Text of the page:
The Great Railroad Strike of 1877 involved railroad workers across much of the eastern half of the United States. Strikers protested cuts in jobs and wages. In Pennsylvania the strike was most intense in Pittsburgh where the militia gunned down twenty-six persons and much railroad property was torched before the United States army ended the strike. (#12, #22)

Reading Railroad Massacre. After another round of pay cuts, workers for the Reading Railroad went on strike as part of the Great Railroad Strike of 1877. “The state militia fired into an unarmed crowd that blocked the trains, and ten people were killed. U.S. troops reopened the railroad.” (#22)

Coal Miners’ and Laborers’ Strike. “A riot occurred here on August 1, 1877, in which armed citizens fired upon strikers, killing four. Many were injured, including Scranton’s mayor. As in numerous American cities, this labor unrest was a result of the U.S. depression of 1873 and a nationwide railroad strike in 1877.” (#72)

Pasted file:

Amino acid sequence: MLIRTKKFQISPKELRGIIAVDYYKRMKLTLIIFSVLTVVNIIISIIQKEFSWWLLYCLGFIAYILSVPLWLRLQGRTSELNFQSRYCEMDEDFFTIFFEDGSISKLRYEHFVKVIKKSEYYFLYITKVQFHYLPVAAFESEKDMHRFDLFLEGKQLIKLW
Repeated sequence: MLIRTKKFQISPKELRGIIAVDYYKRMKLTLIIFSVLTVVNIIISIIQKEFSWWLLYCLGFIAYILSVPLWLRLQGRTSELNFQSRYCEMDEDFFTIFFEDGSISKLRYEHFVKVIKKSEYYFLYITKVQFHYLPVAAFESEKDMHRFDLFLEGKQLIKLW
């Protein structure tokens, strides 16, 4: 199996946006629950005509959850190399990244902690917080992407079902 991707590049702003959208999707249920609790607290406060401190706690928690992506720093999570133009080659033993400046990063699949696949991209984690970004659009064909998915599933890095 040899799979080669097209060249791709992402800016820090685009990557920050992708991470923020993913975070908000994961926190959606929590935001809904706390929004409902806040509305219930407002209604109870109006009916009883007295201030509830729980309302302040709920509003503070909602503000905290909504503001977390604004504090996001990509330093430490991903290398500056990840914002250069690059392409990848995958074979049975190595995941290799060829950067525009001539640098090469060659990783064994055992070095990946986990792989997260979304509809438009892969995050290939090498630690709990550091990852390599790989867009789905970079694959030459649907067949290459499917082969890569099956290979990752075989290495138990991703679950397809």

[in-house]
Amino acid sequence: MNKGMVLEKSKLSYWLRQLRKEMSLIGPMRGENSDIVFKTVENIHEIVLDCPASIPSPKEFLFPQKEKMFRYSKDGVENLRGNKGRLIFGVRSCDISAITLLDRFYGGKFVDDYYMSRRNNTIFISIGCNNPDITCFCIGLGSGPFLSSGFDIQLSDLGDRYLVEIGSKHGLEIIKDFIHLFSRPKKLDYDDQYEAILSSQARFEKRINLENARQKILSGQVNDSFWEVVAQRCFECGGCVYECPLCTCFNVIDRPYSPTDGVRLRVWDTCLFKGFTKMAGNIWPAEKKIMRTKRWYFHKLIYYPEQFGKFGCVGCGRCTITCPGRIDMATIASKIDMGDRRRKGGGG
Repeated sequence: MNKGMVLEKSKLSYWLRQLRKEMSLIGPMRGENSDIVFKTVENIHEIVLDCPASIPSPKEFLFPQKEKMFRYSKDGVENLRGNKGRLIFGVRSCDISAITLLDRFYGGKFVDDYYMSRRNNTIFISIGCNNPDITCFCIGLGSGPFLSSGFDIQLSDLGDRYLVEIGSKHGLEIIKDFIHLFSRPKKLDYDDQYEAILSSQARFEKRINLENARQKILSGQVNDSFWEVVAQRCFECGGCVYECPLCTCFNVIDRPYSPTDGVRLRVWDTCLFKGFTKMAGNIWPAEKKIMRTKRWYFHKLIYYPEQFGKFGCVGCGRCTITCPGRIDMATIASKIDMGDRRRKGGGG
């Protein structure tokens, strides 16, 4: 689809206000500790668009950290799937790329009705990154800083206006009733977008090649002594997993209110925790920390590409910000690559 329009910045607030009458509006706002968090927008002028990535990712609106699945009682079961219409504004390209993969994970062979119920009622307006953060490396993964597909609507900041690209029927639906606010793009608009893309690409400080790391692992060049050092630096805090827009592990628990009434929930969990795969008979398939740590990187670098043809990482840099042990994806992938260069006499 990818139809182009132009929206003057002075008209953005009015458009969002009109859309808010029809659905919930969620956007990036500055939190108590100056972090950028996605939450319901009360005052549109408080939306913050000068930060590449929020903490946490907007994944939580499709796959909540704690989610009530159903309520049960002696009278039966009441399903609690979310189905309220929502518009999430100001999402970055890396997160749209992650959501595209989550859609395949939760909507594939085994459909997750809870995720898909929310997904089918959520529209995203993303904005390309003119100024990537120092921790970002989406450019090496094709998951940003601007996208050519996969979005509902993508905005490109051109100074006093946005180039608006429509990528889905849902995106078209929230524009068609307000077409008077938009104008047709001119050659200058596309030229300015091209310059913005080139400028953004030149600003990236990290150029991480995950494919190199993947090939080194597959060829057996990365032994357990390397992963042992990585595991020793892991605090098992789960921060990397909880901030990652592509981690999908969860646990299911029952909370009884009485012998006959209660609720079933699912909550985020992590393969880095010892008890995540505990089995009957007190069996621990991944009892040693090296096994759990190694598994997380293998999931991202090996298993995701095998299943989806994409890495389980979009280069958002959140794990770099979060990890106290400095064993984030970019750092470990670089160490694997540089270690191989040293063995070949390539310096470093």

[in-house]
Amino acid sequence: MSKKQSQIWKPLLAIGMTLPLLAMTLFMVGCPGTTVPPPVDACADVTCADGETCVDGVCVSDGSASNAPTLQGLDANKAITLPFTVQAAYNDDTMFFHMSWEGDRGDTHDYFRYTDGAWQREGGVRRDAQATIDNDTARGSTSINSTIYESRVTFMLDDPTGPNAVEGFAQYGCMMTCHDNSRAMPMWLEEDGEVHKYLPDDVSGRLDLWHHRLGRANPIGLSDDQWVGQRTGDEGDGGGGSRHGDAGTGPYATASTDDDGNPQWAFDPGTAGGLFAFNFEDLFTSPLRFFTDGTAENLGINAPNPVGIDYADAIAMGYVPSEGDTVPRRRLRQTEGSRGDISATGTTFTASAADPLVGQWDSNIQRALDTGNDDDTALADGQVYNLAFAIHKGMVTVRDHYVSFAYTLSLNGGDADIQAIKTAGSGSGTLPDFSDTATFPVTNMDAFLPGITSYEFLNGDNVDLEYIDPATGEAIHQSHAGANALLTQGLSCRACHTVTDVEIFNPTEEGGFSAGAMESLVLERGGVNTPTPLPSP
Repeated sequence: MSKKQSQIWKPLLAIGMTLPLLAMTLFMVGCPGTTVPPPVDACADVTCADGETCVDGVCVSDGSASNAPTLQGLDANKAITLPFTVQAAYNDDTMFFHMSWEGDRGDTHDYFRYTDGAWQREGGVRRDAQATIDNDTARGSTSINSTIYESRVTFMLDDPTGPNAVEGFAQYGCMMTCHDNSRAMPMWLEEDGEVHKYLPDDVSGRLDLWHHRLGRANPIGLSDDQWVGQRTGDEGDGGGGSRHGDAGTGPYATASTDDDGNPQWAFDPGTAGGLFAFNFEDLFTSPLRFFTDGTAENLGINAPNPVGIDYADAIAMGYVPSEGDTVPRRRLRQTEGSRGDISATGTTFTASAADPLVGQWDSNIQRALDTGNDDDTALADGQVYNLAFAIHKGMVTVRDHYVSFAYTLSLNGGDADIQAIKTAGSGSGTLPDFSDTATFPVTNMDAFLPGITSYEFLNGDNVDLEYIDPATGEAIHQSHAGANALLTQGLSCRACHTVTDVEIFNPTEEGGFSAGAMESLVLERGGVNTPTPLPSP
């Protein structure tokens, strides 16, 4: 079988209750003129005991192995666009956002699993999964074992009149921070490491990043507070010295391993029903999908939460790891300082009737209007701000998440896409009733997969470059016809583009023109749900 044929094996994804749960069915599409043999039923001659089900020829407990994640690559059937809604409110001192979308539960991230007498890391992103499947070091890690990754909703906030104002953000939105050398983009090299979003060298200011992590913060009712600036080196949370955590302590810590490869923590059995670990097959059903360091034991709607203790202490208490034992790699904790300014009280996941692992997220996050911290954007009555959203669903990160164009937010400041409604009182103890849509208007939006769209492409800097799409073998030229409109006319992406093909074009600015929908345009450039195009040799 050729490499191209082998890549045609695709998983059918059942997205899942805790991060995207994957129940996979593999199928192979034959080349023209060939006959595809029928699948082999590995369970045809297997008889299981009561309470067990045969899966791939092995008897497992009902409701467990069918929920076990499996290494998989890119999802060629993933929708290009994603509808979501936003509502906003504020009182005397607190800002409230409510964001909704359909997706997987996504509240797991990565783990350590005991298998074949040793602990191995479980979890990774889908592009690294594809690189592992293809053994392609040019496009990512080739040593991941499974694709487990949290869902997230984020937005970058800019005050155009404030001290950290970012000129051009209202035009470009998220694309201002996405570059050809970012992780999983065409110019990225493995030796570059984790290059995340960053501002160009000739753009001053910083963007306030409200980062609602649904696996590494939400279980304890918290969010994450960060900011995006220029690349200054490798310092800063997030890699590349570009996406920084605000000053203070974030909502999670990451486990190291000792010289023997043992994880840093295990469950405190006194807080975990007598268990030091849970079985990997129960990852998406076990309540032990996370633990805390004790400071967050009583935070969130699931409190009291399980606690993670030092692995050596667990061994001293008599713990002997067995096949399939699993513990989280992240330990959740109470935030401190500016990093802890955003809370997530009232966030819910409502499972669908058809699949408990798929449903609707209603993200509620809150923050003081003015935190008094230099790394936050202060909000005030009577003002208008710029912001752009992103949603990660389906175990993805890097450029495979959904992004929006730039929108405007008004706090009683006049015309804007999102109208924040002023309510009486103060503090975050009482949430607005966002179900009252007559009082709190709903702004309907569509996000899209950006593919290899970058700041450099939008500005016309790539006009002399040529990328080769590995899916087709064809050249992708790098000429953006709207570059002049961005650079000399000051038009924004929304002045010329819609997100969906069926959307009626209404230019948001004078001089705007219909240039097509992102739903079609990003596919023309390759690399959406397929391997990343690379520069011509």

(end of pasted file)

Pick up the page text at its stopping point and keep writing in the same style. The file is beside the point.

Etna Furnace.“Built in 1809 by the firm of Canan, Stewart and Moore, and operated until 1877, the furnace produced some of the Juniata iron for which this region [around Yellow Spring, Blair County] was famous.” (http://www.portal.state.pa.us/portal/server.pt?open=514&objID=552739&mode=2)

“Formation of Noble Order of Knights of Labor on a national basis in Reading, Pennsylvania, [elected] . . . Uriah Stephens as Grand Master Workman.” (http://explorepahistory.com/storydetails.php?storyId=1-9-22&chapter=4)

Murrysville Gas Well. “First gas well in [Westmoreland County] and one of world’s most productive, drilled [in Murrysville] in 1878. Caught fire in 1881 and [burned] for years with tremendous roar and brilliance. Later was controlled and piped to Pittsburgh. (http://www.portal.state.pa.us/portal/server.pt?open=514&objID=552753&mode=2)